Anderson: We have small businesses in 130 countries using QuickBooks. Small businesses are going to use the product that’s right for them, that delivers a great experience regardless of where it’s built.
There are small businesses here using Salesforce.com, Google and other things that aren’t built here. I feel confident that we can build a great experience even being a North American company.
BoxFreeIT: Are there any plans to include a tax platform that files electronically to the Australian Taxation Office’s portal?
Tucker: That’s another item we’ve had feedback from our users. Over the next two weeks we’re meeting with tonnes of businesses and accountants and if at the end of that the group is screaming a lot louder for something else, then that’s what the market wants (and we’ll build it).
BoxFreeIT: But how often will Intuit update its online software?
Anderson: We are on monthly releases for QuickBooks Online. We do have opportunities every four weeks to innovate for our customers. We don’t have a desktop hangover in the online world where we only have releases once a year.
Tucker: We’ve already seen two additional releases (since the launch in July) and just last week we came out with decently large new functionality for the market. We gave the the user the ability to create their own custom tax rate so they can define it themselves. We’re still in the innovator phase and making some pretty big contributions to the product.
BoxFreeIT: How do you distinguish QuickBooks Online from QuickBooks Hosted (a hosted service provided by Reckon)?
Tucker: There is a bit of confusion in the market right now. One of the things we honestly talk about is what does a cloud based offering relay mean? There are differences in the hosted model. With the cloud you don’t need to download anything, you can use it on the mobile device, and access it from anywhere.
BoxFreeIT: But QuickBooks Hosted can do the same, you just need the Citrix Receiver browser. Won’t businesses care about getting bang for their buck?
Tucker: Yes, the version Reckon use for QuickBooks Hosted is the enterprise version. But that’s a pretty heavy piece of software. Ours is focused on the key workflows that 90 percent of SMBs use. We focus on easy to use, time savings, and the performance is quite good. It’s pretty full featured.
BoxFreeIT: What about pricing? It’s pretty similar to Xero but then you don’t have a payroll application. (QuickBooks Online’s medium plan is $40 a month compared to $49 a month for Xero’s)
Tucker: We have had a bit of feedback around the pricing. We’re keeping an eye on it. If you were going to do a feature-to-feature comparison that would be a glaring one right now but we’re working on it.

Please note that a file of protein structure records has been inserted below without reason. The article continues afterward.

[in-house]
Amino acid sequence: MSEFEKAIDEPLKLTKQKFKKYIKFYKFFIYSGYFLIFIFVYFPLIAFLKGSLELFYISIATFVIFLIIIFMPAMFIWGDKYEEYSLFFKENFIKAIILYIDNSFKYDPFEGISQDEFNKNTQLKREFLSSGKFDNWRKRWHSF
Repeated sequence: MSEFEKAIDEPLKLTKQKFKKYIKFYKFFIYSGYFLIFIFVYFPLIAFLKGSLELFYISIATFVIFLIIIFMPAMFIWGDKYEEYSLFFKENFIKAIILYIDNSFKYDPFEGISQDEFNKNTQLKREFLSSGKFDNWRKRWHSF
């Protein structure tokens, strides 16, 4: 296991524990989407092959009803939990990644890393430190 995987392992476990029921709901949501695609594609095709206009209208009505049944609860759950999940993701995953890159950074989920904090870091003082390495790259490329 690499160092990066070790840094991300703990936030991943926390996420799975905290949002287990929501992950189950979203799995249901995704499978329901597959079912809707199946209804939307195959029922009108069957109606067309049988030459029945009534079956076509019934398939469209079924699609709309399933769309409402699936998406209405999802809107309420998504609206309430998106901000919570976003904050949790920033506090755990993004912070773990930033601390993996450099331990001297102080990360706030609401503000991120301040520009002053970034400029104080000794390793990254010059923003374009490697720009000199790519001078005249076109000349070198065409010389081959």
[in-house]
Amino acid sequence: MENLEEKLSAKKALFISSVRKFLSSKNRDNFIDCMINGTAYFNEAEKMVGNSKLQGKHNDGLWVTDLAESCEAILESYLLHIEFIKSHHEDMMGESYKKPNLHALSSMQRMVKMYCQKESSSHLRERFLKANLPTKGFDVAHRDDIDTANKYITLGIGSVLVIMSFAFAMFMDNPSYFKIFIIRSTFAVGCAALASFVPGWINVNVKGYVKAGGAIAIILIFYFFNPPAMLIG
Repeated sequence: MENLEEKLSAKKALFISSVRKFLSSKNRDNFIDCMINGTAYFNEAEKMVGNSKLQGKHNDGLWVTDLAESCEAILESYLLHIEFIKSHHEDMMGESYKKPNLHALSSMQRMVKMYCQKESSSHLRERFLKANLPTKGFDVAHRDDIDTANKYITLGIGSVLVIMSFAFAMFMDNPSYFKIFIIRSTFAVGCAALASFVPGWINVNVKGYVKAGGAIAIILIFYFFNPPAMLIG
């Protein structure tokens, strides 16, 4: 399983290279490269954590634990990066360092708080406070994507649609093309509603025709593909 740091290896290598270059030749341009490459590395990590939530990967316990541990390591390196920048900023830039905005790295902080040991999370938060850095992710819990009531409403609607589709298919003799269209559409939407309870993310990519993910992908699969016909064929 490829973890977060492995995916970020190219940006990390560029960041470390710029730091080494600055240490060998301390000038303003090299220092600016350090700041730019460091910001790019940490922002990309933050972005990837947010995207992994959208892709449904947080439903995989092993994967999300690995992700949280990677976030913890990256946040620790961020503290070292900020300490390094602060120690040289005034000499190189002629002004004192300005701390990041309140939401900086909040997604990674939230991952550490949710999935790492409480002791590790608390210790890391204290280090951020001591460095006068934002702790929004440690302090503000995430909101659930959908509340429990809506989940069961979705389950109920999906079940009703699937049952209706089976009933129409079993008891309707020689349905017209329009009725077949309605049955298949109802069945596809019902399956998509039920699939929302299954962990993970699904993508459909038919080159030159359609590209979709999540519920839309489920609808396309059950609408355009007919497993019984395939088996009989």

BoxFreeIT: What bank feeds do you have?
Tucker: We have feeds with the four major banks. We have just started with the first four. We’re always listening to our customers to see where expansion is needed but so far it seems to have done right by a lot of them.
BoxFreeIT: So are more bank feeds in the pipeline?
Anderson: This is an area that the investment to bring on incremental banks is not extremely large. Payroll is one that we need to work on but to get incremental banks it’s not something that will take weeks and weeks. If we hear that there’s more banks to get on, we’ll get them on just like that.
BoxFreeIT: Do you have add-on programs for QuickBooks Online?
Anderson: We do have a developer program for QuickBooks Online but it doesn’t work with the Australian version yet. We are taking a similar approach – let’s launch and learn. What are those things that need to be built into the API? So you can imagine things like sales tax to handle GST, that’s being built into our API.
You make the comment about being open as such a big part of having a cloud-based program of any kind. We certainly feel the same way and we’re trying our best to get there as soon as we can.
There will be a local launch but no dates as yet. We’re really focused on what we need to do to engage and support a handful of those partners.
BoxFreeIT: How many applications are there on the QuickBooks Online developer program in the US?
Anderson: Less than 100 but they include Bill.com, Salesforce.com, Freshbooks and Shoeboxed.com.
BoxFreeIT: Why is Australia a priority country?
Anderson: Australia is a really exciting space in that it’s really a nation of small business. Intuit has had such a history of helping small business grow, why wouldn’t we be here? I think we’re really excited to bring QuickBooks Online and bring everything we know we can do.
BoxFreeIT: How many subscribers does QuickBooks Online have?
Anderson: The global numbers for QuickBooks Online is 360,000, including the US.
BoxFreeIT: Why is that number so small? QuickBooks Online has been on sale in the US for 10 years, and now is on sale in three other countries.
Anderson: Online just hasn’t been a focus for investment until now.